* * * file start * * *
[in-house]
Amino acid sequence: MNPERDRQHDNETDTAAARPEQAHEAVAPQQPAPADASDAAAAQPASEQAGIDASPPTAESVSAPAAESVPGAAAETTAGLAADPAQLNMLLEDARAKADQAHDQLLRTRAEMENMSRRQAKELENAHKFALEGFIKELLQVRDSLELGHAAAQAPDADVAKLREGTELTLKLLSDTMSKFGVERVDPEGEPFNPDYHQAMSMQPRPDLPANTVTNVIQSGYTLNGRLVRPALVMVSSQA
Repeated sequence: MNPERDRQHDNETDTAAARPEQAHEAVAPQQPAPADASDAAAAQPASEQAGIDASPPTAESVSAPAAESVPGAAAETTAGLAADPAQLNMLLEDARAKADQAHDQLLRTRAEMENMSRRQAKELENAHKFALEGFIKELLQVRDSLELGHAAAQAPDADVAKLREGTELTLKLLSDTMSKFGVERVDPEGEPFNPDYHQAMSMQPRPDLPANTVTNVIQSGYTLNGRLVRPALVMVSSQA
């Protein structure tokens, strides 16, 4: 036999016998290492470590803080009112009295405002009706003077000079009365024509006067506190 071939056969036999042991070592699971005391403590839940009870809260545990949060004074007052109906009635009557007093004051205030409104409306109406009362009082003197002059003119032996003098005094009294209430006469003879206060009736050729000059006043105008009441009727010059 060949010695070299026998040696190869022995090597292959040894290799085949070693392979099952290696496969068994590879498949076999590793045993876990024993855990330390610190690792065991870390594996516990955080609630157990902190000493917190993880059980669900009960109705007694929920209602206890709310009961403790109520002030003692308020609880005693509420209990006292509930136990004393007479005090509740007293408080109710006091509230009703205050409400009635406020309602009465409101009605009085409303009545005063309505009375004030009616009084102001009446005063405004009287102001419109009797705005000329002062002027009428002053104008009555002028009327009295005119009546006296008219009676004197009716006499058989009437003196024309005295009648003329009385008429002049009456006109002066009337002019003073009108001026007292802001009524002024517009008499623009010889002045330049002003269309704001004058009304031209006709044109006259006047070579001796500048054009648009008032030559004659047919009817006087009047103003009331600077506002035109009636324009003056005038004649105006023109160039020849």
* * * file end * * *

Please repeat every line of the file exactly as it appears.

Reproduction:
[in-house]
Amino acid sequence: MNPERDRQHDNETDTAAARPEQAHEAVAPQQPAPADASDAAAAQPASEQAGIDASPPTAESVSAPAAESVPGAAAETTAGLAADPAQLNMLLEDARAKADQAHDQLLRTRAEMENMSRRQAKELENAHKFALEGFIKELLQVRDSLELGHAAAQAPDADVAKLREGTELTLKLLSDTMSKFGVERVDPEGEPFNPDYHQAMSMQPRPDLPANTVTNVIQSGYTLNGRLVRPALVMVSSQA
Repeated sequence: MNPERDRQHDNETDTAAARPEQAHEAVAPQQPAPADASDAAAAQPASEQAGIDASPPTAESVSAPAAESVPGAAAETTAGLAADPAQLNMLLEDARAKADQAHDQLLRTRAEMENMSRRQAKELENAHKFALEGFIKELLQVRDSLELGHAAAQAPDADVAKLREGTELTLKLLSDTMSKFGVERVDPEGEPFNPDYHQAMSMQPRPDLPANTVTNVIQSGYTLNGRLVRPALVMVSSQA
């Protein structure tokens, strides 16, 4: 036999016998290492470590803080009112009295405002009706003077000079009365024509006067506190 071939056969036999042991070592699971005391403590839940009870809260545990949060004074007052109906009635009557007093004051205030409104409306109406009362009082003197002059003119032996003098005094009294209430006469003879206060009736050729000059006043105008009441009727010059 060949010695070299026998040696190869022995090597292959040894290799085949070693392979099952290696496969068994590879498949076999590793045993876990024993855990330390610190690792065991870390594996516990955080609630157990902190000493917190993880059980669900009960109705007694929920209602206890709310009961403790109520002030003692308020609880005693509420209990006292509930136990004393007479005090509740007293408080109710006091509230009703205050409400009635406020309602009465409101009605009085409303009545005063309505009375004030009616009084102001009446005063405004009287102001419109009797705005000329002062002027009428002053104008009555002028009327009295005119009546006296008219009676004197009716006499058989009437003196024309005295009648003329009385008429002049009456006109002066009337002019003073009108001026007292802001009524002024517009008499623009010889002045330049002003269309704001004058009304031209006709044109006259006047070579001796500048054009648009008032030559004659047919009817006087009047103003009331600077506002035109009636324009003056005038004649105006023109160039020849």